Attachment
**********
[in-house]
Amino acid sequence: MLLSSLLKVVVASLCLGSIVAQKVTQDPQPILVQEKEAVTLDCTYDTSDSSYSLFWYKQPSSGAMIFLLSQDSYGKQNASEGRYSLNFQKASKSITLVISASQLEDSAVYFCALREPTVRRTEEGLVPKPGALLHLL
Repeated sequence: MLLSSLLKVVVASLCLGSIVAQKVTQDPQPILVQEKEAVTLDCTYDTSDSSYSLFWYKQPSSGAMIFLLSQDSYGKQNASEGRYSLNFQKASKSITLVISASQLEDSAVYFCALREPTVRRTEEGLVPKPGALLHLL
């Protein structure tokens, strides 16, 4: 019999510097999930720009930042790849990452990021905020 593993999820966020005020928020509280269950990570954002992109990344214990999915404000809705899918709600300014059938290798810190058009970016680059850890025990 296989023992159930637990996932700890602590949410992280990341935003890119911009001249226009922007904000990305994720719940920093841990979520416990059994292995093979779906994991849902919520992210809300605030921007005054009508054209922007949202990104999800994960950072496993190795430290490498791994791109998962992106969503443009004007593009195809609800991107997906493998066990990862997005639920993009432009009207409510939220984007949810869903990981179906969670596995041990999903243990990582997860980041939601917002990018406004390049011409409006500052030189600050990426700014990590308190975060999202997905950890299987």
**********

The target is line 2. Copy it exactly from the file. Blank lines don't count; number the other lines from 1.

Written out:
Amino acid sequence: MLLSSLLKVVVASLCLGSIVAQKVTQDPQPILVQEKEAVTLDCTYDTSDSSYSLFWYKQPSSGAMIFLLSQDSYGKQNASEGRYSLNFQKASKSITLVISASQLEDSAVYFCALREPTVRRTEEGLVPKPGALLHLL